Twitter is dangerous to sincere, well-meaning people who might not be terribly savvy about social media. A few years ago (prehistory in social media terms), upmarket food store Waitrose asked people to say why they liked shopping there using #WaitroseReasons. Its PR team lived to regret it. “I shop at Waitrose because… I don’t like being surrounded by poor people”; ” because Clarrisa’s pony just WILL NOT eat ASDA Value straw”; “because their colour scheme matches my Range Rover”. It was legend.
Now there’s a Twitter hashtag doing the rounds which is also a bit double-edged, in terms of publicity: #TheBibleHasTaughtMe. Some tweets are sweet: “no matter what I’m going through, I can turn my eyes to Jesus and He will always accept me with open arms”; “to be fearless”; “that God can use anybody no matter what they’ve done in the past”.
But it wasn’t long before it went a bit dark. Referring to Kentucky clerk Kim Davis’ complicated marital history, PoliticalGroove said: “#TheBibleHasTaughtMe you can get married as many times as you like, as long as you’re not gay.” David Baddiel said: “It was a struggle but #TheBibleHasTaughtMe not to covet my neighbour’s ox.”
According to Mayo, “#TheBibleHasTaughtMe that people are willing to blindly believe anything without question” while Kesha Tedder says: “#TheBibleHasTaughtMe fairy tales, not facts”. There’s lots of that kind of thing.
Some of them are very funny: I liked Charles’ “#TheBibleHasTaughtMe telling a girl that her hair is like a flock of goats leaping down the slopes of Mt. Gilead isn’t a good pick-up line” and Sara Mansford’s “#TheBibleHasTaughtMe that even the greatest leaders like Moses are still stubborn men who won’t ask for directions”. Others, not so much: Dreamweasel’s tilt at the sacrifice of Isaac with “disobeying God is a greater crime than murdering your own son, for some reason”.
But it’s thought-provoking, for sure.
The Bible is public property. We don’t own it; it’s out there and if people want to mock and misrepresent it they have every right to do so. If Christians venture onto social media imagining that they’re entering a safe, friendly space in which the only people to engage with them will be like-minded people who get what they’re doing and wish them well, they’ll very quickly find out they’re mistaken. Some social media spaces are quite kind and gentle; Twitter is a bear-pit.
But an exercise like this can be very valuable in helping us see our faith as others see it and read the Bible as others read it. If we don’t do that we’re likely to be trapped in a small and cosy world of our own in which the hard questions never get asked. Or if they are asked, they’re answered with woolly appeals to faith or a vague, “It’s all a bit mysterious” or, “We’ll all find out one day.” Preachers who can talk about the story of Noah’s Ark and not admit there’s something rather problematic about the extermination of large numbers of people, or about Jephthah’s sacrifice of his daughter and not say straight out that he was wrong to do it, are not doing their congregations any favours. A faith that only works if it’s never challenged isn’t much of a faith.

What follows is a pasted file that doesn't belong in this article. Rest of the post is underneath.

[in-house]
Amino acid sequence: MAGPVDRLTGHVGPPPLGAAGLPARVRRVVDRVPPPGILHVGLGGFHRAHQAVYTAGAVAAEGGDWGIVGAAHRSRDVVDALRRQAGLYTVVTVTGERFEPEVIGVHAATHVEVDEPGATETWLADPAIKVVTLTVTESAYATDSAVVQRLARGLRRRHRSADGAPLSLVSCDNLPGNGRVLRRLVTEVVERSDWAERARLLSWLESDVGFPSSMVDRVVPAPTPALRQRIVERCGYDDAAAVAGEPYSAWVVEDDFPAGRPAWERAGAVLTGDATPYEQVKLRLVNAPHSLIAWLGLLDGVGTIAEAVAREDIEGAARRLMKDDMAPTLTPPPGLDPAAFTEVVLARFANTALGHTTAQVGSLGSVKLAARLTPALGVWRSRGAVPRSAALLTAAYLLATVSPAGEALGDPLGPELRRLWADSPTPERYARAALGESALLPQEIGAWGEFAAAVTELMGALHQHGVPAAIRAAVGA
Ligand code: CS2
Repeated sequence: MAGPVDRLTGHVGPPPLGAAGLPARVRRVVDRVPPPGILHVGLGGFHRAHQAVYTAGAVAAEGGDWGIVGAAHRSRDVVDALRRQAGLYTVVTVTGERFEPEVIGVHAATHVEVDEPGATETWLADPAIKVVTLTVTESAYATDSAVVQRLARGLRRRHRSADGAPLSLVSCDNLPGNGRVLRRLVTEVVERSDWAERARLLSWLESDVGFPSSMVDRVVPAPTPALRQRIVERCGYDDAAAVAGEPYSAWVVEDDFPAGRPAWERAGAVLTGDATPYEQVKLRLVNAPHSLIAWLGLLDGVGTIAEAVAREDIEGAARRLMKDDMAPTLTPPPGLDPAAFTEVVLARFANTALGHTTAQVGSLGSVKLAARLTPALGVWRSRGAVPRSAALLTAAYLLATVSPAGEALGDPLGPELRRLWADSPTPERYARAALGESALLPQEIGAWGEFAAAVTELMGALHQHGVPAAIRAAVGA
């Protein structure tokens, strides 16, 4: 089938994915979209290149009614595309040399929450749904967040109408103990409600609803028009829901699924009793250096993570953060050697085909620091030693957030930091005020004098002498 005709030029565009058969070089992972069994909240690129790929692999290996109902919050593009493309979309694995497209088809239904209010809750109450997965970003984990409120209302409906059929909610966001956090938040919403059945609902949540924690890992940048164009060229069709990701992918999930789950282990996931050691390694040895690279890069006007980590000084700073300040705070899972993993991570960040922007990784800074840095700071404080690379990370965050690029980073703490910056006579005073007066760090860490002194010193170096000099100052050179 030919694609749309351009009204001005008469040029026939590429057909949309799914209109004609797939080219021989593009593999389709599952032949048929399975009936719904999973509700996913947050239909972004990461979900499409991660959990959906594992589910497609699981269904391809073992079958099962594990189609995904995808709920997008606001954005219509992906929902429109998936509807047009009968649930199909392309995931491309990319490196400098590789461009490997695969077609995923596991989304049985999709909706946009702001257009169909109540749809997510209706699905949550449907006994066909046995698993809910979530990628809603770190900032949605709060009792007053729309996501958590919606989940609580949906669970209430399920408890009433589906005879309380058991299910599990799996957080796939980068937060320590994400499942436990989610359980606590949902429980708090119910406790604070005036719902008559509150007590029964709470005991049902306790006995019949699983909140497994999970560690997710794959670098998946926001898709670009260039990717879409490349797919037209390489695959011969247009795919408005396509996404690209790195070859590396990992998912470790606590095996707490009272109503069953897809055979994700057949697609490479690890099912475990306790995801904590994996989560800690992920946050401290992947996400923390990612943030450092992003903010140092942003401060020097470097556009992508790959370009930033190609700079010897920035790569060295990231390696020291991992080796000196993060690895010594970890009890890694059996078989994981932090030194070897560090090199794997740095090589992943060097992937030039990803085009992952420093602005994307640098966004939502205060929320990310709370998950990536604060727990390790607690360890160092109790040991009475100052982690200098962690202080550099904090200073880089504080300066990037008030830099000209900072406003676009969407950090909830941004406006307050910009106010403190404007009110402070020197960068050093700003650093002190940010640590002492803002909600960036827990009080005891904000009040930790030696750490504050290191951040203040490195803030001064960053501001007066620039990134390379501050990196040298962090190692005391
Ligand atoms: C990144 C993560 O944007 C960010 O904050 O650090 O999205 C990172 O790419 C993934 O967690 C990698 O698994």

But then: the Bible is not public property. It is, we believe, a revelation from God and a gift to the Church. This means that the right place to interpret it is in the context of the life of the Church and a commitment to discipleship. In other words, we don’t read it to criticise it or to pick holes in it. We read it to find out what God is saying to us through it. So our reaction when we find something that’s difficult or unsavoury isn’t to say, “I don’t believe that” or, “That’s ridiculous”; it’s to say, “I don’t understand that, so I need to think about it a bit harder and pray about it more.”
Anselm of Canterbury, a great saint and Christian thinker, said: “I do not seek to understand in order that I may believe, but rather, I believe in order that I may understand” (“credo ut intelligam“). He didn’t mean that Christians should switch off their brains, but that our approach to Scripture should start with faith rather than doubt. And if we do that, we very often find we’re able to find uplifting and God-honouring things to say about even the hardest passages.
CH Spurgeon, the great 19th-century Baptist preacher, is often quoted as saying: “Defend the Bible? I would as soon defend a lion. Let it loose and it will defend itself.” The actual quote is hard to track down, but he certainly used the illustration, and more than once. Spurgeon believed that positively preaching what the Bible actually says, rather than paying too much attention to its detractors, was the most effective way of evangelism. He wrote: “Let the pure gospel go forth in all its lion-like majesty, and it will soon clear its own way and ease itself of its adversaries.”
#TheBibleHasTaughtMe is only a Twitter hashtag. It offers a snapshot of how the Bible’s perceived, often among people who haven’t thought about it that much. But Scripture really does teach us, and God really does speak to us through it.